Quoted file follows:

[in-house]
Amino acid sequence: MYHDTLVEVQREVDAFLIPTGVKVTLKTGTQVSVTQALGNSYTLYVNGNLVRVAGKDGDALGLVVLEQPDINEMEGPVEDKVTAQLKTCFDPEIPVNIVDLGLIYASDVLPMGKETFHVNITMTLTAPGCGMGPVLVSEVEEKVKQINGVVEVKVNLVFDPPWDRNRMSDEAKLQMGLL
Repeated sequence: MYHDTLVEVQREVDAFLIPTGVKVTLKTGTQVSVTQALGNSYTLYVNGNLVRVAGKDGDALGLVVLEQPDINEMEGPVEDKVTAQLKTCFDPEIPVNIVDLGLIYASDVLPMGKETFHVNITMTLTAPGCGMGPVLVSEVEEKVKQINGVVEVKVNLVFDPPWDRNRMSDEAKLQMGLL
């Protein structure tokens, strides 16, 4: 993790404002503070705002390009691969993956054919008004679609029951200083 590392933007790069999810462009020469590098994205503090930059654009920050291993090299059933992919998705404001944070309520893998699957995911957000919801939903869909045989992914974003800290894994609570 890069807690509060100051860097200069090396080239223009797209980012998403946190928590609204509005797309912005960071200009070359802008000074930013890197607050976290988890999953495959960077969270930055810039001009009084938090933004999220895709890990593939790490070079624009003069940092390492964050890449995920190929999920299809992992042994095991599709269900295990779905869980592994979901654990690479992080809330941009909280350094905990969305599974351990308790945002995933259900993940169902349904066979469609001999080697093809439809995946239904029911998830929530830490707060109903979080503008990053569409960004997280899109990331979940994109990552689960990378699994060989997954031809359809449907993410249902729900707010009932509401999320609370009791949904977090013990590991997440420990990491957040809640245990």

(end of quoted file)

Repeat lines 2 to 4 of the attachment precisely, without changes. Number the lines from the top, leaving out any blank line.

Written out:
Amino acid sequence: MYHDTLVEVQREVDAFLIPTGVKVTLKTGTQVSVTQALGNSYTLYVNGNLVRVAGKDGDALGLVVLEQPDINEMEGPVEDKVTAQLKTCFDPEIPVNIVDLGLIYASDVLPMGKETFHVNITMTLTAPGCGMGPVLVSEVEEKVKQINGVVEVKVNLVFDPPWDRNRMSDEAKLQMGLL
Repeated sequence: MYHDTLVEVQREVDAFLIPTGVKVTLKTGTQVSVTQALGNSYTLYVNGNLVRVAGKDGDALGLVVLEQPDINEMEGPVEDKVTAQLKTCFDPEIPVNIVDLGLIYASDVLPMGKETFHVNITMTLTAPGCGMGPVLVSEVEEKVKQINGVVEVKVNLVFDPPWDRNRMSDEAKLQMGLL
């Protein structure tokens, strides 16, 4: 993790404002503070705002390009691969993956054919008004679609029951200083 590392933007790069999810462009020469590098994205503090930059654009920050291993090299059933992919998705404001944070309520893998699957995911957000919801939903869909045989992914974003800290894994609570 890069807690509060100051860097200069090396080239223009797209980012998403946190928590609204509005797309912005960071200009070359802008000074930013890197607050976290988890999953495959960077969270930055810039001009009084938090933004999220895709890990593939790490070079624009003069940092390492964050890449995920190929999920299809992992042994095991599709269900295990779905869980592994979901654990690479992080809330941009909280350094905990969305599974351990308790945002995933259900993940169902349904066979469609001999080697093809439809995946239904029911998830929530830490707060109903979080503008990053569409960004997280899109990331979940994109990552689960990378699994060989997954031809359809449907993410249902729900707010009932509401999320609370009791949904977090013990590991997440420990990491957040809640245990």